After a good, long, rewarding life, your curling iron finally gives up the ghost and goes to that big vanity in the sky. What do you do? Make a trip to Target? Hop on Amazon Prime?
If your neighborhood has a Buy Nothing group, maybe not. In that case, all you would have to do is post your request on the local Facebook page and wait to see what turned up. Last week, in the Bella Vista neighborhood of Philadelphia, plenty of members had a curling iron — or three —to spare, from barely used high-end models to trusty drug-store back-ups.
“It’s just so rewarding to see how much we’ve been able to save as far as waste,” says Paige Wolf, a local author, business owner and mother who started the Bella Vista chapter. “I feel like our culture is reaching that tipping point of consumerism. People are into living frugally, sharing with their neighbors and getting back to their roots.”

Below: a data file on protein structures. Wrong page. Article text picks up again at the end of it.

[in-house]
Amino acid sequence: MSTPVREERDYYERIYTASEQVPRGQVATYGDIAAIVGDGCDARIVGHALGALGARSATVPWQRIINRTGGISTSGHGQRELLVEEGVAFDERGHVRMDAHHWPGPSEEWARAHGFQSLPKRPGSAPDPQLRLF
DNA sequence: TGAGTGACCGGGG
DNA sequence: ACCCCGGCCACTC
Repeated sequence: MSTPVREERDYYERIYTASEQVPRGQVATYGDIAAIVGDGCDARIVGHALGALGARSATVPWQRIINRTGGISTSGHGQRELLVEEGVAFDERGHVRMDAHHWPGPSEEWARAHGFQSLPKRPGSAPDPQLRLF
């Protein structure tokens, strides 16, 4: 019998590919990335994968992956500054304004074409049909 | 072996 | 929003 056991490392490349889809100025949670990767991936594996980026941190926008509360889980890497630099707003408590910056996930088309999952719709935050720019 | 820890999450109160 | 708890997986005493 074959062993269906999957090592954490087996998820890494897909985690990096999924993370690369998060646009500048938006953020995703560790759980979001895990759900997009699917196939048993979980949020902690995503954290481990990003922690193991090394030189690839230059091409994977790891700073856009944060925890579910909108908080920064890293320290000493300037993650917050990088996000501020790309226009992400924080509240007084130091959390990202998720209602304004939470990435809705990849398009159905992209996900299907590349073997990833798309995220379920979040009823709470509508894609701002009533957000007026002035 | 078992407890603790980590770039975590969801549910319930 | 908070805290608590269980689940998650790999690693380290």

Founded in Washington state and now boasting hyper-local chapters worldwide, the premise of the Buy Nothing Project is simple: Give what you can, take what you need, and be neighborly in the process. Offerings range from the very small — a bundle of basil from an overzealous plant, ice cube trays, coupons — to designer shoes, good-as-new couches and antique armoires that (surprise!) don’t fit up the stairs on moving day. Requests, whether for a potato masher or an emergency crib for a foster child, are frequently met by people who were strangers the day before.
Families with young children find Buy Nothing groups especially helpful, both for sourcing last-minute snow boots and for cleaning out the overflowing toy chest. “At this point, I refuse to buy new clothes or shoes for my kids — all their clothes are hand-me-downs, and as soon as they’re done, we pass them on,” says Wolf. “You can buy so much less stuff than you think you need, and that can be really freeing.